Labor is controlled by the parasympathetic nervous system, where oxytocin flows. Often called the “rest and digest” state, why is this important to know?
When our bodies are put in a situation where we become fearful or anxious, the parasympathetic nervous system shuts down and the sympathetic nervous system takes over, aka fight or flight! When this happens, labor stops!
Prodromal Labor: When contractions do not yet have a pattern! Consider your uterus to be practicing and training for the big event!
Early Labor: When contractions become consistent but are not yet so close together. This is a great time to rest. The hormone that promotes more labor, oxytocin, is encouraged by feeling safe, secure, and loved. Conserve energy for…
Active Labor: When contractions are longer, stronger, and more frequent. This is when we most lean on our comfort measures and move our bodies to help labor move forward. This is also when we frequently bring in labor support and travel to our birth location if it is not at home.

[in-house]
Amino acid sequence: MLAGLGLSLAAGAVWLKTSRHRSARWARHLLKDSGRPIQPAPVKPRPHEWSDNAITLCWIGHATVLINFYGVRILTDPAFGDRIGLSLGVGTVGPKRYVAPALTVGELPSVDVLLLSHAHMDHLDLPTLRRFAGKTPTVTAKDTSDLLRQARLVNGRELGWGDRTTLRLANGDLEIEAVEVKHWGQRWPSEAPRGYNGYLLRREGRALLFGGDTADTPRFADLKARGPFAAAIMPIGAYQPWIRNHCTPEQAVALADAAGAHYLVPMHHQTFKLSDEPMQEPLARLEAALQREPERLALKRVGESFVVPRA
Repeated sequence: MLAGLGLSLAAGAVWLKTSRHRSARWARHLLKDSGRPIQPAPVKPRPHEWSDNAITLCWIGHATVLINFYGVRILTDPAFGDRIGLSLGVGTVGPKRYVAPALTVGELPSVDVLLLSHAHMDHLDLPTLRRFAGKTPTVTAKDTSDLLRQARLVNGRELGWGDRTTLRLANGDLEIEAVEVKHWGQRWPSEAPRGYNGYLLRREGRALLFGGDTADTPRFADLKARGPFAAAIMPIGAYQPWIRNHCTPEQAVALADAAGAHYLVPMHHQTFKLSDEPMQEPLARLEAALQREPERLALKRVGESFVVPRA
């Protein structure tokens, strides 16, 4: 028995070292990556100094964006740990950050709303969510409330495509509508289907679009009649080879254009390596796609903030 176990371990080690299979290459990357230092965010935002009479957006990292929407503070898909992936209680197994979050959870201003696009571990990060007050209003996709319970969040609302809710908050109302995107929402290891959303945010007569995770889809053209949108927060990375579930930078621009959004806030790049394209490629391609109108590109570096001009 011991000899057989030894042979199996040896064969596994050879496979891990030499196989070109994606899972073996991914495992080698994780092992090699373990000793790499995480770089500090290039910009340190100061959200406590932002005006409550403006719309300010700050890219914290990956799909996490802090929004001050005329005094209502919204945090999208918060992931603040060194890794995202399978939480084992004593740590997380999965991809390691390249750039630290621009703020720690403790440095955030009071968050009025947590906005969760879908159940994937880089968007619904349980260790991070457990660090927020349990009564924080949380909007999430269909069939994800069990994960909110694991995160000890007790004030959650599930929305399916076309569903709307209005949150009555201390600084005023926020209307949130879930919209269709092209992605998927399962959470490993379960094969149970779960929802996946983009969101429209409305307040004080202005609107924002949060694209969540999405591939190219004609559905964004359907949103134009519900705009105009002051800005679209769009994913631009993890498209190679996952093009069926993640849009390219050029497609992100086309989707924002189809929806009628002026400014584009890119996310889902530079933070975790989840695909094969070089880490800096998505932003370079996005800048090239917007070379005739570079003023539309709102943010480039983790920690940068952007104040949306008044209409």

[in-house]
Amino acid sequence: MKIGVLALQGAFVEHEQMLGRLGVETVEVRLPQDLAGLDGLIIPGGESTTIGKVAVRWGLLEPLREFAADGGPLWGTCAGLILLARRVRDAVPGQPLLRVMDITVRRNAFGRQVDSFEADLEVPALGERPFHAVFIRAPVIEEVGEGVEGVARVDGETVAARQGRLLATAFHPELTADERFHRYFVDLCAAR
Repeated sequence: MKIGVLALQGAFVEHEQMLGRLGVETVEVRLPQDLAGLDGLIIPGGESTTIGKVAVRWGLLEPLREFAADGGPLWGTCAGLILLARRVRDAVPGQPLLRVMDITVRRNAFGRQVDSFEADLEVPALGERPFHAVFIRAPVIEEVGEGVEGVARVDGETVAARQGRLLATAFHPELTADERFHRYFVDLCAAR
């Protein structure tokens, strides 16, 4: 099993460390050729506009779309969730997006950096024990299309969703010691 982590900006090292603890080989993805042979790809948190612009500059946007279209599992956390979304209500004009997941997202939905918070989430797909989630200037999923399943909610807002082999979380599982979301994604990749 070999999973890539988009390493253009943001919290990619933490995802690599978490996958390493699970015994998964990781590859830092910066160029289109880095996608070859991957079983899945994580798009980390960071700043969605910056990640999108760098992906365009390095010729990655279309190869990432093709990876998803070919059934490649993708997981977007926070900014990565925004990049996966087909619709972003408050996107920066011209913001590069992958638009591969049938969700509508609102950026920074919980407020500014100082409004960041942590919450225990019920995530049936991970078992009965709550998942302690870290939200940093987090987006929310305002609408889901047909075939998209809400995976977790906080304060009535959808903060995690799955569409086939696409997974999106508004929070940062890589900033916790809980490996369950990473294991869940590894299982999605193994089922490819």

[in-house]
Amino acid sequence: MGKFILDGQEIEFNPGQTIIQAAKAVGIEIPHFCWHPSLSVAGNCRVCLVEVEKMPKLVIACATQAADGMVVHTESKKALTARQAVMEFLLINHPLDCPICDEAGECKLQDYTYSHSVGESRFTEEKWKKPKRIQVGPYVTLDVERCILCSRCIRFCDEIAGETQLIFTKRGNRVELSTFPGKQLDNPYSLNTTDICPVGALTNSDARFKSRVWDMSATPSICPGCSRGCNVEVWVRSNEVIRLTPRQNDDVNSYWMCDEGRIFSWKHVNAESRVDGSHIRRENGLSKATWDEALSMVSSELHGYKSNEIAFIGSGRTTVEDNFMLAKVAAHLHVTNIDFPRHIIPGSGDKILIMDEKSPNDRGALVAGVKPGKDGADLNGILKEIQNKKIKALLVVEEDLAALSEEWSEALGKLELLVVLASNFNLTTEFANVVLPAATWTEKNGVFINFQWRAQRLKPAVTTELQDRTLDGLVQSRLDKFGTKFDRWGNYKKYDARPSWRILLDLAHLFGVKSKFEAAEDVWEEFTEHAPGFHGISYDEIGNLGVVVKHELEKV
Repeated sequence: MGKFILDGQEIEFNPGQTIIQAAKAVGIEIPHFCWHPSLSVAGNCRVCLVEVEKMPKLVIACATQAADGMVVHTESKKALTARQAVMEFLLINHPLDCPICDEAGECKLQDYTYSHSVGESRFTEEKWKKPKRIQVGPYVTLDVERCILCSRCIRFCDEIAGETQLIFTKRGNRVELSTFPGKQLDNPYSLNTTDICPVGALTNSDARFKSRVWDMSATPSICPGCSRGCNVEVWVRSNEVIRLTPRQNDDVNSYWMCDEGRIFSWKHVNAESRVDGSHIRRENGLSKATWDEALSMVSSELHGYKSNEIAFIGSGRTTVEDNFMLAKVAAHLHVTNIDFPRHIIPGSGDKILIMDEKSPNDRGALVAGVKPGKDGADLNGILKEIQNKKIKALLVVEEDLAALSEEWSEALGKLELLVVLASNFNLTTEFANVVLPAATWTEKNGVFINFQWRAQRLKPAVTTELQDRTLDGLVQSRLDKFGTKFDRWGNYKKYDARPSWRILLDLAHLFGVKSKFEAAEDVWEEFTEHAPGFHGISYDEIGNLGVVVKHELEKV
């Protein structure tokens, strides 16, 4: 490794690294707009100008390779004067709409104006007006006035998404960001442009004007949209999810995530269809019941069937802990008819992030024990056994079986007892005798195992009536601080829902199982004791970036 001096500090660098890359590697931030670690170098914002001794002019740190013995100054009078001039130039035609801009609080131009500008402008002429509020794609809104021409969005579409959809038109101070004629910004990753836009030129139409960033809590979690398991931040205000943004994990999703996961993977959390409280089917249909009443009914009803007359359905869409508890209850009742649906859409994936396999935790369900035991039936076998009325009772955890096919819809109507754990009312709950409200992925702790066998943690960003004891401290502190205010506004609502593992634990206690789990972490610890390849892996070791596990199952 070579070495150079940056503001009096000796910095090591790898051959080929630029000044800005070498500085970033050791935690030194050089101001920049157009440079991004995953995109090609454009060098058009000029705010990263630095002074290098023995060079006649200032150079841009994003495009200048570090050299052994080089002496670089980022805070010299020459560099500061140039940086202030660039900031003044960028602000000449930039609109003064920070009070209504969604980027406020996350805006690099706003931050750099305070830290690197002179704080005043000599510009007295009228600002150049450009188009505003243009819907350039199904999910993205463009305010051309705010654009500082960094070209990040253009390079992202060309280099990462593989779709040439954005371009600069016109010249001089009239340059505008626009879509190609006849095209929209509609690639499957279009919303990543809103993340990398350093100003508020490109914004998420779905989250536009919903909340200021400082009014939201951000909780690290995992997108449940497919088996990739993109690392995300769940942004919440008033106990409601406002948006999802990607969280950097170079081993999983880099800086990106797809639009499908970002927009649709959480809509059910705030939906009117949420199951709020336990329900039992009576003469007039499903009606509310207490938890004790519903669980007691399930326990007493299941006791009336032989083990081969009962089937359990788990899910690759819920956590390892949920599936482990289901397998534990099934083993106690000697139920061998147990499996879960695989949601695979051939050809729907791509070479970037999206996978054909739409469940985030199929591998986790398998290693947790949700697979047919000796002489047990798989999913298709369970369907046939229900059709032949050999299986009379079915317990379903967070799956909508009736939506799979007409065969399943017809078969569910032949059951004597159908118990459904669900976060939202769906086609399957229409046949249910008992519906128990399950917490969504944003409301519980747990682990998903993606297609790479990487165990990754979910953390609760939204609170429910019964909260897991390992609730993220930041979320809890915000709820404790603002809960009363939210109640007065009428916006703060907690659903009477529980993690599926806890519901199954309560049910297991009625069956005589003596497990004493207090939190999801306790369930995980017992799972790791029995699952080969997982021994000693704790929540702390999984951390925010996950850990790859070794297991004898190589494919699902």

Transition: The Climax! There are a lot of new sensations as the baby moves down into and through the birth canal. It’s normal for this to feel very intense. You’re doing amazing!
Pushing: It’s time to bring this baby out into the world! Some birthing parents experience the fetal ejection reflex, where they don’t put any effort into the baby coming out — others put a lot of hard work in! Both are normal.
Baby’s Born: Congratulations and Great Work! It’s always amazing to bring a new human into the world, whatever the story is.
Placenta’s Born: The placenta follows soon after baby. What will you do with yours? Take a look? Bury it? Encapsulate? Art?
Rest and Recovery: In the days and weeks after having a baby, it’s especially important to take care of your birthing body. But the reality that many birthing people are truthfully shouting is that postpartum is forever!
It is always important to emphasize that this is not the only way people will experience labor and birth! We wish everyone self-love and grace as they hold their labor and birth stories.